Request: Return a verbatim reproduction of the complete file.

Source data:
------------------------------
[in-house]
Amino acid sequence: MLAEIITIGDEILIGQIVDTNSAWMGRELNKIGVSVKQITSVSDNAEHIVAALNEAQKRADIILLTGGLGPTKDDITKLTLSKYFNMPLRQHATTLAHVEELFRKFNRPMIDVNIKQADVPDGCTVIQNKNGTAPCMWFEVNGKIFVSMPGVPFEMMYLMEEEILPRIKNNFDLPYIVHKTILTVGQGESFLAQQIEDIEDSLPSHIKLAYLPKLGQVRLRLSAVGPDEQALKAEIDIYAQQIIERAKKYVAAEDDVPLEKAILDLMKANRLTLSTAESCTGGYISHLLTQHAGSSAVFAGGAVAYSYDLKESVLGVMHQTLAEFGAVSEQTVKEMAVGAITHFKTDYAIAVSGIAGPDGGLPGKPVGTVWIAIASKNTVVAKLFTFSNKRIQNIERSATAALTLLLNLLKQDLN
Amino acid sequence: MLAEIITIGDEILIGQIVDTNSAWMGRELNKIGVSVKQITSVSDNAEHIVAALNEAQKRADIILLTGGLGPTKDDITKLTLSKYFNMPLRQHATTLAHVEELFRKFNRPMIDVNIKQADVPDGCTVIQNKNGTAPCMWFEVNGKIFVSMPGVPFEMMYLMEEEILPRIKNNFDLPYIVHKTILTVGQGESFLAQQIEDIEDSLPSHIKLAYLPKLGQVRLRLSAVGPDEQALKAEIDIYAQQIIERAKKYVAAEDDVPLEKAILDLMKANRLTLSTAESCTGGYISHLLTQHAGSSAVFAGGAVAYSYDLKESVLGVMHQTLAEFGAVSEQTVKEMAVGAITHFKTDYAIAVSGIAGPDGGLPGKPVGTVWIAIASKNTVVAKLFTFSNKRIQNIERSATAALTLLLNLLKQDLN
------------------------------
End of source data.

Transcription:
[in-house]
Amino acid sequence: MLAEIITIGDEILIGQIVDTNSAWMGRELNKIGVSVKQITSVSDNAEHIVAALNEAQKRADIILLTGGLGPTKDDITKLTLSKYFNMPLRQHATTLAHVEELFRKFNRPMIDVNIKQADVPDGCTVIQNKNGTAPCMWFEVNGKIFVSMPGVPFEMMYLMEEEILPRIKNNFDLPYIVHKTILTVGQGESFLAQQIEDIEDSLPSHIKLAYLPKLGQVRLRLSAVGPDEQALKAEIDIYAQQIIERAKKYVAAEDDVPLEKAILDLMKANRLTLSTAESCTGGYISHLLTQHAGSSAVFAGGAVAYSYDLKESVLGVMHQTLAEFGAVSEQTVKEMAVGAITHFKTDYAIAVSGIAGPDGGLPGKPVGTVWIAIASKNTVVAKLFTFSNKRIQNIERSATAALTLLLNLLKQDLN
Amino acid sequence: MLAEIITIGDEILIGQIVDTNSAWMGRELNKIGVSVKQITSVSDNAEHIVAALNEAQKRADIILLTGGLGPTKDDITKLTLSKYFNMPLRQHATTLAHVEELFRKFNRPMIDVNIKQADVPDGCTVIQNKNGTAPCMWFEVNGKIFVSMPGVPFEMMYLMEEEILPRIKNNFDLPYIVHKTILTVGQGESFLAQQIEDIEDSLPSHIKLAYLPKLGQVRLRLSAVGPDEQALKAEIDIYAQQIIERAKKYVAAEDDVPLEKAILDLMKANRLTLSTAESCTGGYISHLLTQHAGSSAVFAGGAVAYSYDLKESVLGVMHQTLAEFGAVSEQTVKEMAVGAITHFKTDYAIAVSGIAGPDGGLPGKPVGTVWIAIASKNTVVAKLFTFSNKRIQNIERSATAALTLLLNLLKQDLN